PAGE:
Basics of Biblical Greek: Workbook

Author: Dr. William D. Mounce

Format: Softcover
Page Count: 223
List Price: $22.99
Size: 8-1/2 x 11
ISBN: 978-0-310-28767-4
Publisher: Zondervan
Edition: 3


You can purchase Basics of Biblical Greek: Grammar online from or from your local bookseller.


Download the Preface and Chapter 10.


This expanded workbook is designed with you, the student, in mind and intended for use with the standard-setting Basics of Biblical Greek textbook, now in its third edition.

Two optional chapters have been added to the Basics of Biblical Greek Workbook, allowing you to read large chunks of the biblical text and enjoy the fruits of your labor faster than ever before. Each regular chapter is divided into six sections and includes extensive exercises and significant biblical passages for translation.

One of the most helpful and unique features of the workbook remains. You can go through the workbook on one of two tracks. Track 1 follows the workbook (and textbook) in its regular order, while Track 2 is organized so you can learn the verbs earlier in the course.

You will also benefit from the many resources at our website. Not only is the flexible two-track system even easier to use online, but a workbook answer key is also provided. Many other resources are available, including vocabulary flashcards; video and audio helps; a Greek font; quizzes (and answers) for each chapter; fun songs and games; and much, much more.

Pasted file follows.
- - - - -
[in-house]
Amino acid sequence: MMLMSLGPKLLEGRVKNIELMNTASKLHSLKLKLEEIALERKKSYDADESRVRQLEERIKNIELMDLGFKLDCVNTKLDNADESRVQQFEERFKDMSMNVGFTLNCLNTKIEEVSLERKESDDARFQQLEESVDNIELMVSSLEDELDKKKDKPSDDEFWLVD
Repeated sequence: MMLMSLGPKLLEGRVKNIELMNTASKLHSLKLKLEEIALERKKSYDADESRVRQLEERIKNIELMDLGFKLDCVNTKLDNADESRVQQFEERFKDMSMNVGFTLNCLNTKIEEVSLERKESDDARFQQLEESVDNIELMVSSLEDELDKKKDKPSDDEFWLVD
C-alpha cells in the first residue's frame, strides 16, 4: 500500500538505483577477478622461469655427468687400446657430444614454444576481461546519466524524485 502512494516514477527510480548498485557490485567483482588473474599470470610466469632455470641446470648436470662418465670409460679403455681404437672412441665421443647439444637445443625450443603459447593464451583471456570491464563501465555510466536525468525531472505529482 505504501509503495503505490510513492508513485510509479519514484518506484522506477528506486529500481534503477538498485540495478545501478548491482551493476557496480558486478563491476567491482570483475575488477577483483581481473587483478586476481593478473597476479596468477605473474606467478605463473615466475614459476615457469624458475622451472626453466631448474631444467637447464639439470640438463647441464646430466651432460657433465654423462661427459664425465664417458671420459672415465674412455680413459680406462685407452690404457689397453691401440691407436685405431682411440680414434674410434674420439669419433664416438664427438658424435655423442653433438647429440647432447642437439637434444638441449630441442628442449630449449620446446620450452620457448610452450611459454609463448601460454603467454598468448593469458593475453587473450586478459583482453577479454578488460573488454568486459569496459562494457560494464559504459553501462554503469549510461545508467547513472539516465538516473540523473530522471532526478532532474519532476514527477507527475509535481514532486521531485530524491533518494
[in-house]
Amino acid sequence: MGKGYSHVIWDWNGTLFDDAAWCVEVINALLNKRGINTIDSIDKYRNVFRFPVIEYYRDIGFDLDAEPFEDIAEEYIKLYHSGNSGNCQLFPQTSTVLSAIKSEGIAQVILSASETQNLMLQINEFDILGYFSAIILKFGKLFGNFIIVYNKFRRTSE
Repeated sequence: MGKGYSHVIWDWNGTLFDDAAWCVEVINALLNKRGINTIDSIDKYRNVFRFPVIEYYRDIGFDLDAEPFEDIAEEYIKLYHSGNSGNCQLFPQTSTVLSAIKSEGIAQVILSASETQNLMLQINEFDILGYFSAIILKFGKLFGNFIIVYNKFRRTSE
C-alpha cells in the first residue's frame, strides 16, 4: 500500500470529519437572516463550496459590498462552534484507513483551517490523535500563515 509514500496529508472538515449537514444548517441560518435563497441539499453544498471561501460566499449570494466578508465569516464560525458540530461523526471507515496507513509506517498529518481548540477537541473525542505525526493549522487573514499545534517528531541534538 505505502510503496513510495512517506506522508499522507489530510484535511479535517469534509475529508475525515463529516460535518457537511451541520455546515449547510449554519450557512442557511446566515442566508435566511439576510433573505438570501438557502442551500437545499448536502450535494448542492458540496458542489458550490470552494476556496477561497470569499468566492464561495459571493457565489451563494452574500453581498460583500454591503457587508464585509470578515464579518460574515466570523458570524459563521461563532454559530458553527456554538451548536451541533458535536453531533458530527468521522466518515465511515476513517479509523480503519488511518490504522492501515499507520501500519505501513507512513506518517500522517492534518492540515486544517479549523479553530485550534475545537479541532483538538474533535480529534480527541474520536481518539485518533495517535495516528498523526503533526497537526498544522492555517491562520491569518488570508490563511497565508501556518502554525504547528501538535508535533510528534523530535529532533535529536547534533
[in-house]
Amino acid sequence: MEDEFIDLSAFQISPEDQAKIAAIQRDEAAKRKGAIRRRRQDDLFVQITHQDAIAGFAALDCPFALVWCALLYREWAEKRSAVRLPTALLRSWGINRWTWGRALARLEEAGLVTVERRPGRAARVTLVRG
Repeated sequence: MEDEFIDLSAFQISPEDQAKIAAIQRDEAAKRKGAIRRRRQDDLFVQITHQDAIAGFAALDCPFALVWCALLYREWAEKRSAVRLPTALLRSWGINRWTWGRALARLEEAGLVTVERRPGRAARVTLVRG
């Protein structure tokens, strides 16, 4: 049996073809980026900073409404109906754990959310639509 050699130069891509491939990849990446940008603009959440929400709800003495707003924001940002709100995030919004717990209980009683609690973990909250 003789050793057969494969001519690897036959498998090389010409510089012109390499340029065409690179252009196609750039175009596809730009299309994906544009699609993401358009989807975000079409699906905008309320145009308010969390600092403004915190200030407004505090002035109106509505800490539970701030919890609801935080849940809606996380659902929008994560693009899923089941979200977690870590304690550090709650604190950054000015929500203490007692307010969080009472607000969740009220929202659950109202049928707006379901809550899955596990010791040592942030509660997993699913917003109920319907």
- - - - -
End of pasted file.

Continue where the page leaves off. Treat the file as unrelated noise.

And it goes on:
This text is the companion volume to The Basics of Biblical Greek. Except for the first two chapters, each chapter is broken into six sections.

  • Parsing contains ten individual words to parse.
  • Warm-up are short phrases that center on the grammar learned in the current chapter.
  • Translation gives you ten verses, usually from the New Testament (rarely from the LXX or Apostolic Fathers). I trust that by translating the Bible from the first day, you will be encouraged. Any word you don‘t know is given in the text in parentheses.
  • Additional gives you another ten sentences to translate.
    • The first five are either made up or are from the Septuagint or Apostolic Fathers. (Sentences 11 and 12 are always madeup.) As a general rule, if you can translate these you are doing really well. If you don‘t know the word but could figure it out from its lexical form, its lexical form is given in the footnotes. If you can’t figure out the word, its meaning is given in the text in parentheses.
    • The last five sentences are from a variety of sources, including my imagination. In sentences 16-20 you are expected to use the lexicon. If the form is too difficult, or if the word is not in the lexicon, then I either give the lexical form in footnotes (if you can figure it out from the lexical form) or the meaning in the text in parentheses.
  • Summary covers any new grammar learned inductively in the exercises.You are encouraged to write what you have learned here in the margins of the grammar.
  • References. The verse references to the biblical examples are listed in “References.” This is to help you not think subconsciously about the verse in English, which might happen if I list the reference with the verse. If the verse reference has a parenthesis around it, this means I altered the biblical passage a little. If there is a dash, one of my friends or I made it up.

Track Two

In the Appendix you will find “Track Two.” There are two different ways to work through the textbook. You can download a fuller explanation here.

  • Track One follows the normal order of the textbook by covering all the noun system and then moving on to verbs.
  • Track Two allows you to cover some of the verbal system earlier. The chapters in the textbook are the same; Track Two exercises are new. A fuller discussion is in the textbook, pages 71-72. When you are done with one of the tracks, you can use the exercises in the other track for review.